I was really unimpressed by this book. The author got waaay too caught up in the details, almost as if he felt like he had something to prove. Heck, I'm an aerospace engineer and I was glazing over entire chapters. There definitely was not enough plot and character development to bring the reader into the story, and I'm sad to say that I was actually glad when it was over.
To amp things up on the entertainment scale, I'll be listening to the 2nd book of the Hunger Games - I'm not usually a fan of following the mainstream, but after being very entertained by listening to the first book I'm interested to see what's to come!
The narrator did his best with the content he was working with
I've heard so much about this book that my expectations were too high and I was a little disappointed. Good story, great narration, but something was missing to make the experience great for me.
A scientific expedition to an alien planet makes first contact... with themselves.
When the protagonist seals his wife in a rocket and launches her into orbit.
A conversation in which the protagonist realizes that if he wishes to save his wife, he has to decide which one of her.
This scifi is as thoughtful as A Space Oddessey, and seems as fresh as ever despite its publication date.
This is a phenomenal story, worthy of translating. It has you on the edge of your seat at times, and sifting through your own most private beliefs and philosophies at others. It simultaneously stimulates what every sci-fi reader appreciates, while reinforcing that which makes us human. Juliani's performance is second to none.
For film lovers, Tarkovsky's Solaris sits up there with Kubrick's 2001: A Space Odyssey as ground-breaking classics and front runners of the true space age. But both films are well-known for being a bit opaque. Long shots of space and strange planetary surfaces. Not a lot of dialog. What's there to say?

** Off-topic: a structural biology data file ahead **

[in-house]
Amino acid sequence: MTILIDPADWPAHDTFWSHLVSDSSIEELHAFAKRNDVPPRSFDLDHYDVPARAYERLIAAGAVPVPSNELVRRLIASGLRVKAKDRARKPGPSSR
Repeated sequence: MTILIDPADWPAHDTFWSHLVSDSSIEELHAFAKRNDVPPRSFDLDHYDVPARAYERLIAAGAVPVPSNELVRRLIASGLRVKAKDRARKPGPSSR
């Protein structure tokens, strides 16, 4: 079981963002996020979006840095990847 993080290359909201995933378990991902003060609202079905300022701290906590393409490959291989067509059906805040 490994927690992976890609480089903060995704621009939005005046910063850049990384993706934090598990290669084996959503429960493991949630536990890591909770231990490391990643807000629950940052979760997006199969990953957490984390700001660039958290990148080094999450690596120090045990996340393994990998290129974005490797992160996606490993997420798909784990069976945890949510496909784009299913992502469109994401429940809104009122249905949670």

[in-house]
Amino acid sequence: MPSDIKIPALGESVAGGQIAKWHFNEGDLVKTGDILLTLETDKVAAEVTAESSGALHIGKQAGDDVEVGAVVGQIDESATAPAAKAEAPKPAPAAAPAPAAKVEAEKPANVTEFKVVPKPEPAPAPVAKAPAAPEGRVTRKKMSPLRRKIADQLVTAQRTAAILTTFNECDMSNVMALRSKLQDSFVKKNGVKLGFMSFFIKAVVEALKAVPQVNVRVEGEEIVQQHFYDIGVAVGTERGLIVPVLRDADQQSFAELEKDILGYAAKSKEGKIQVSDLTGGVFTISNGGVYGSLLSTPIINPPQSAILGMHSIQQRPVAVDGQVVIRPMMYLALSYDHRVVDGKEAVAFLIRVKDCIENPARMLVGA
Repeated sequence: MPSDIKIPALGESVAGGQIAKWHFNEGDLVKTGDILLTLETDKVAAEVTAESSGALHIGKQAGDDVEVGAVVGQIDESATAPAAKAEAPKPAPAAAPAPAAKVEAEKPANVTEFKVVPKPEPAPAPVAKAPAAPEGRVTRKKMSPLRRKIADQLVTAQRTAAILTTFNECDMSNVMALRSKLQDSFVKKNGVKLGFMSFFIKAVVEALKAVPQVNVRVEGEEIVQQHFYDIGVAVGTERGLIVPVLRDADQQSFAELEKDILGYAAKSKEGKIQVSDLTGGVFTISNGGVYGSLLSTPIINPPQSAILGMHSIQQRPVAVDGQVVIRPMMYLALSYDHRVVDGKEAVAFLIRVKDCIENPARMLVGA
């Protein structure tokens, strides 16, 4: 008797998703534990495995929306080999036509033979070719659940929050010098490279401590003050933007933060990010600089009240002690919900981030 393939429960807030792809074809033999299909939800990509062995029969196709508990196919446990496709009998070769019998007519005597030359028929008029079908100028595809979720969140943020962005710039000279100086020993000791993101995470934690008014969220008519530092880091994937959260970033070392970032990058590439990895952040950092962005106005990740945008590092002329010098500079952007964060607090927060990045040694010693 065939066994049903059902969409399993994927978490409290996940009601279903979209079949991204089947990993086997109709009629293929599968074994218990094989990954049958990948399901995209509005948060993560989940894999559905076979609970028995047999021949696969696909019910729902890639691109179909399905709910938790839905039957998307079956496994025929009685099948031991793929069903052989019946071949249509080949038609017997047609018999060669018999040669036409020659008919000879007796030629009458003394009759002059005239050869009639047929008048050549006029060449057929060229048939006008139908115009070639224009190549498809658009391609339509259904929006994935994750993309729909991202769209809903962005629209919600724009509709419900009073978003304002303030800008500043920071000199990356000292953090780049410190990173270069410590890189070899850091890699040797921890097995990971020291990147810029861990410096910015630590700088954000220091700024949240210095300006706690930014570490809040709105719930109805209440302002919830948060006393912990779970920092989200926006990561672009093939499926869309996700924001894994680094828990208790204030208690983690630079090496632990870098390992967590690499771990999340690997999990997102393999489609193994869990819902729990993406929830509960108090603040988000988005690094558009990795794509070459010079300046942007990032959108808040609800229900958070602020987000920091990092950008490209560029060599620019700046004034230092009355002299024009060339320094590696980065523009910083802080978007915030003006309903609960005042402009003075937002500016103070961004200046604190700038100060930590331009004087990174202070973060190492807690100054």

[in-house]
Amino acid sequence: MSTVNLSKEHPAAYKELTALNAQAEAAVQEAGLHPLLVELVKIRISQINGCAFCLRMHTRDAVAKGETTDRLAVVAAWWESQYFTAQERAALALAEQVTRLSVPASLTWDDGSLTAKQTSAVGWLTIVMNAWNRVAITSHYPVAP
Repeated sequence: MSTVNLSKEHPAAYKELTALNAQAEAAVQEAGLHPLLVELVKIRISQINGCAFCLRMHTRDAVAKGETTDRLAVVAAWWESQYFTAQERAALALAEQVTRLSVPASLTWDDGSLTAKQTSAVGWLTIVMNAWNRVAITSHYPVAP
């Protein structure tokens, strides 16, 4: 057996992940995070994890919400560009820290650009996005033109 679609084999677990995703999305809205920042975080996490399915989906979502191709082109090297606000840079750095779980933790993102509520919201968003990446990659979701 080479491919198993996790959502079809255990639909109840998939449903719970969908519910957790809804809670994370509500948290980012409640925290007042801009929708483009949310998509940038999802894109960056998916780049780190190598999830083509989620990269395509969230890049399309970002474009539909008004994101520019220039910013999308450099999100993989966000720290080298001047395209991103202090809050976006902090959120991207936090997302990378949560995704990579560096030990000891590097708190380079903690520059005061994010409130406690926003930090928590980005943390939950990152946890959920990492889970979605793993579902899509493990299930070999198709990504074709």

So I was stunned to find Lem's story--and Julian's incredible narration of this new translation--to be so engaging, intimate, current and accessible. At the same time, the reality facing the newest arrival on Solaris Station is like a litmus test for one's sensitivity to horror. What's your Hari?
While appreciating Tarkovsky's film I was surprised by the technical depth Lem filled the planet of Solaris with and how well-tread he made the Station's halls feel, long before we ever made it into space. This and 2001 are indispensable for fans of the films and the sci-fi genre.
I found something oddly pleasant, albeit anachronistic, in listening to a narrated digital recording of a classic sci-fi novel wherein many discoveries on a distant planet far in the future are made in a library amongst the hand-written notes left by their predecessors.
I was first introduced to Solaris through the movie re-make (2002). I am a life long fan of sci-fi but honestly had a hard time fully understanding the movie. I purchased this Audible title and was rewarded by a rich, moving, deeply haunting story that lived up to the all of the accolades heaped on this tale. It prompted me to go back and revisit the 2002 movie and to also seek out and watch the 1972 version. Juliani's narration perfectly fit the mood and tone of the story and by the end I was left in that special space that only great sci-fi can take me to.
This is one of Lem's finest works. Required reading for any science fiction fan.
The first thing you must do before you listen to Solaris is to remove from your mind any memories of the film bearing the same name. That disappointing effort probably did more harm to Stanislaw Lem's wonderful work of science fiction than any poor review, and most likely has turned people away from reading the book itself. The truth is that given that Solaris was written in 1961, it remains poignant even today. Stanislaw Lem's portrayal of communication between completely different lifeforms and the issue of "anthropomorphism" also reflects our own difficulties with communication across cultures within our own species.
There are a couple of chapters that get a bit bogged down with pure description and taxonomy, but overall the book flowed well. Alessandro Juliani's narration is a fine performance, giving the book a natural, realistic feel.
But perhaps the most refreshing thing about this book is that it is "traditional" science fiction rather than merely a re-hash of the old good vs evil, right vs wrong type plot that just happens to be set on another world or in space.
Yes, because I was annoyed for a lot of the start of the book when it wasn't going the way I thought it would go. Now I realize it is more of a thought-provoking novel and would listen more to the details.
The Road, just because they are both futuristic and get people talking/thinking/debating. And they both are pretty exciting.
It was interesting enough for me to discuss it with others who were not reading it, to get their view on it. Also now I want to watch the movie.
I would recommend this novel.
This book does exactly what I believe good Sci-Fi is supposed to do, it gets you thinking beyond your everyday thoughts. How do humans interact with something totally outside their understanding? Excellent and thought provoking.a